Trailhead off Holcombe and Hill Street, Cappy’s Trails, Port Townsend, Quimper Peninsula, E. Jefferson County, Washington State, USA.

From where I live, nearly in the middle of the city, I am still constantly reminded that there are still some semi-wild places in the backyard.  At night I can hear the coyotes yipping from within the acreages of undeveloped woods known as Cappy’s Trails.  These woods are bisected with numerous unmarked trails.  To the newcomer, they might seem daunting.  I usually carry a compass just in case.  There are several places to find maps of the place if you just search the internet.  I prefer to just walk and trust that Port Townsend isn’t so big that I won’t be able to find my way back home from where ever I pop out.

Today takes me hiking into the forest, walking in the tradition of the “naturalist approach”.  I haven’t been walking long when I start to recognize a pattern of burned trees among the dominant Douglas fir, Western Red cedar, Grand fir and Red Alder.  Some of the burned trees appear to have been cut prior to burning, while others were clearly still standing when the burned.  One still reaches to the sky.  The rest of the tree has been changed into the carbons and other elements that once made up the tree.  This fire must have been quite a while back for the moss covering the ground in thick blankets among the Salal and Oregon grape bushes hides any remaining evidence.

More and more, as I hike, I encounter groves of Red alder.  I have been told that Red alder are one of the first trees to come back after a disturbance.  The trees stand up to 110’ or 25 meters.  There light grey, smooth bark is encrusted with patches of whitish lichens.  The leaves that are still on the tree, have turned a pale yellow.  Most have fallen.  They are broadly elliptical with wavy “toothed” margins.  Here and there on the forest floor or on ferns fronds are the clusters of cones that make up the male parts.  Each is about 2 cm long.  Alus rubra (Red alder) have been known to have bacterial associates among their roots.  The bacteria, along with the tree, make small nodules for the bacteria to live in and then begin capturing nitrogen from the air (nitrogen fixation) and fixing it into organic compounds.  In these forests nitrogen is rare and will limit the growth of a forest- especially one that has been disturbed by fires, logging, floods, development, etc.  That would make the alder much like the Red Cross volunteers of the forest.  That was how I always remembered this interesting fact.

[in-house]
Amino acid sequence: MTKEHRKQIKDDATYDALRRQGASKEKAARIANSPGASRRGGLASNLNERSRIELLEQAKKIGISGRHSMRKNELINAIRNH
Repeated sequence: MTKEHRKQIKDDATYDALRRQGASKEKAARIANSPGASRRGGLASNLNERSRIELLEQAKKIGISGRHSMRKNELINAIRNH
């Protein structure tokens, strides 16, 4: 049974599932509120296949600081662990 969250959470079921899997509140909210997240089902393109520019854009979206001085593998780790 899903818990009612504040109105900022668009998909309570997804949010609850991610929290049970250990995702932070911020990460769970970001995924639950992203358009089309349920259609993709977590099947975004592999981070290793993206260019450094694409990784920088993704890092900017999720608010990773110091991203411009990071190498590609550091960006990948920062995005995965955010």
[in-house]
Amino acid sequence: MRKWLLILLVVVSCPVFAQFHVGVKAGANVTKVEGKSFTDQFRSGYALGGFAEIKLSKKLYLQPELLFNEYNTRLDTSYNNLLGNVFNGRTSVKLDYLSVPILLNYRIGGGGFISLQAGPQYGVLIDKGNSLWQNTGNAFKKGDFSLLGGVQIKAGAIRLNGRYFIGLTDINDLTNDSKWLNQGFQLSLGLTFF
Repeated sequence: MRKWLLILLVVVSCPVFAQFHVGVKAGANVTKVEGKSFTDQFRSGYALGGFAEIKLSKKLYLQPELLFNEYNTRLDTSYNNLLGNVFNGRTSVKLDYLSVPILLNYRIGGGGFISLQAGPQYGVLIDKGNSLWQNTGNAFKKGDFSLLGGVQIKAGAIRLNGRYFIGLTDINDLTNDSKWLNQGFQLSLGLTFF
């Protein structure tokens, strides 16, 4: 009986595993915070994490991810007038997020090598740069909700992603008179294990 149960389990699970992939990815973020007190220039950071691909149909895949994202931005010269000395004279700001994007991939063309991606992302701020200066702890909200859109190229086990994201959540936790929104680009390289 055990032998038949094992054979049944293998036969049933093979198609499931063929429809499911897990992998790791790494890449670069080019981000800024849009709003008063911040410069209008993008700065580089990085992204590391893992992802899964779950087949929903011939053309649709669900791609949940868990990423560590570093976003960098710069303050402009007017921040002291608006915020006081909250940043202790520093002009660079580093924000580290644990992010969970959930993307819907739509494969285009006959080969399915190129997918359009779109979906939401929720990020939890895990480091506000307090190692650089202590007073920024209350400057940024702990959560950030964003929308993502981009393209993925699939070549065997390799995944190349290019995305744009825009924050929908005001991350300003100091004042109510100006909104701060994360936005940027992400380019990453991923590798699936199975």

This forest has likely been cleared before as much of the peninsula has and might face the same fate in the future.  The land is platted for development and daily the sounds of construction encroach at the margins.  Yet, there are still some folks out there such as the Jefferson Land Trust that hope to purchase and protect parts of those woods.

I am still curious about this strange living situation that the Actinomycete bacteria have with the alder.  How does the bacteria know that it has encountered an alder and how does it stimulate the tree to grow?  Does it have to be just an alder or can it be done with other trees?  Do the alders have this associate when they are seedlings or is it later?  What process allows these bacteria to fix nitrogen, if this is such a rare process?  The small but important mysteries have captured me for the moment…

Winter Birds in Winter Gales

November 16, 2009

The chimes ring, the house shakes, the aspen branches scrape the skylights.

Off San Juan Ave, Port Townsend, Quimper Peninsula, E. Jefferson County, Washington State, USA.

Last night gave residents of Port Townsend gusts of 47 mph (maybe even higher).   It is a reminder that we live on a peninsula and that the weather (and winds) have some to time to build before hitting us.  I recall winters of 2007 and 2008 being similarly windy (though wind is certainly not limited to the winter).  Tonight’s forecast is for winds up to 50 mph.

This morning, the wind began to let up and I was lured into the thought that I would go on a bike ride (there is nothing more I hate than riding my bike in the wind).  I stood at the front door gazing through the windows and debating this idea when it struck me- there were countless birds flying about from branch to branch.  The flocked was mixed with nuthatches and other species whose names I couldn’t remember.  Their activity seemed quite more active than I have recently seem.  In fact, it struck me that this was the most small bird activity I have seen in a while.